What first interested you in forensic psychology?
- After graduating from the University of Wisconsin-Green Bay, where I completed my undergraduate degree, I obtained full-time employment as a Case-Manager at Marion House, a group home for pregnant and parenting adolescents.
- Case-Managers were responsible for a multitude of activities; we coordinated all of a client, and her child(ren)’s needs. These needs included medical, dental, counseling, AODA, legal, educational, nutritional, legal, etc. We were also responsible for maintaining contact with our client’s social workers and/or parole officers.
- My interest in forensic psychology began during my employment at Marion House. Most of our clients came from underprivileged backgrounds, and many of them with criminal backgrounds. Due to my limited, prior knowledge and experience with the legal system, I found that this was the area in which I most struggled in aiding and advocating for my clients.
- Additionally, I was fascinated by learning about the reasons behind their behavior, as well as trying to understand how parole officers and/or social workers would try to predict my client’s future behavior (e.g., via a risk assessment).
- I decided to apply to graduate programs in forensic psychology in order to better serve my clients.
What did you learn in your undergraduate career that contributed to your current knowledge?
- Classes from UWGB that best prepared me for graduate school included: Research Methods/Experimental Psychology, Statistics, Test and Measurement, Social Psychology, and Abnormal Psychology.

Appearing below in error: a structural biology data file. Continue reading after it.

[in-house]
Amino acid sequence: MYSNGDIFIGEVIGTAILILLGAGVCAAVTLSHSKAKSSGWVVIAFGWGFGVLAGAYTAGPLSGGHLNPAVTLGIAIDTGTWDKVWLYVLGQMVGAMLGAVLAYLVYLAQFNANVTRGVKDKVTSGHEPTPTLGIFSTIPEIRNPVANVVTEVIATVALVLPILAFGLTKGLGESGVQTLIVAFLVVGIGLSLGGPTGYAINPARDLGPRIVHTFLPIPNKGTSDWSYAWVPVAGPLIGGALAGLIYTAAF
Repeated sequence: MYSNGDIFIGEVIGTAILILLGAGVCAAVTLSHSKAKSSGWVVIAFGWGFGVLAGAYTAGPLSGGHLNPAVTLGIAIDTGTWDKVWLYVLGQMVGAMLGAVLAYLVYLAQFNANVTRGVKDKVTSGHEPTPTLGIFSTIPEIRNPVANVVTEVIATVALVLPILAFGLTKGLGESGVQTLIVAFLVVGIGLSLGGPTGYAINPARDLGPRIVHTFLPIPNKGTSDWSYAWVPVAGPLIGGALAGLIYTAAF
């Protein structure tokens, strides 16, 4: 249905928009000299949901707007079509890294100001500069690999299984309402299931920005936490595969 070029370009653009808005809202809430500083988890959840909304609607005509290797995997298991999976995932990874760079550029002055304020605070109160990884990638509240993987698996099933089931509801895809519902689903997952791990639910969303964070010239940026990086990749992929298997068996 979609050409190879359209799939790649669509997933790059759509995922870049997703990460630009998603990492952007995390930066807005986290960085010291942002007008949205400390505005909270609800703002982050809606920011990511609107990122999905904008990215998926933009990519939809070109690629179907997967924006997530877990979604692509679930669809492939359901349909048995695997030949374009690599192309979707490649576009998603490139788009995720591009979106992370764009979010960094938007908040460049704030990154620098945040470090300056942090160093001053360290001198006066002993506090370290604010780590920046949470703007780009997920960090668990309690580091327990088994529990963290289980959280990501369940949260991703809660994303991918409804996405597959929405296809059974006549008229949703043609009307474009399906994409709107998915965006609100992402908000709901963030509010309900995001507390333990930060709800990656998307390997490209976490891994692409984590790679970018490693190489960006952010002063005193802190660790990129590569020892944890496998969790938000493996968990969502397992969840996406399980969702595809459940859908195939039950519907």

- Classes from UWGB that best prepared me for my employment (past and present): Research Methods/Experimental Psychology, Statistics, Tests and Measurement, all of my developmental courses, as well as any cross-cultural courses I took.
- I also worked as a research assistant and completed an internship during my last semester at UWGB and learned a lot of valuable skills in each of these positions. If I could go back, I would have spent more time working on research as an undergraduate student. I would also have completed an independent study project.
Do you have any advice for any aspiring forensic psychologists?
- Participate in as much research as possible. Even if it is unrelated to forensic psychology, the skills you learn are invaluable and can easily translate to another subfield within psychology. Try networking with forensic psychologists working in the field to get a more realistic sense of what forensic psychologists do and what skills will be most beneficial for you to gain experience/knowledge with during graduate school.
For more information specifically on Graduate School see what advice Gretchen has about graduate school related to counseling psychology.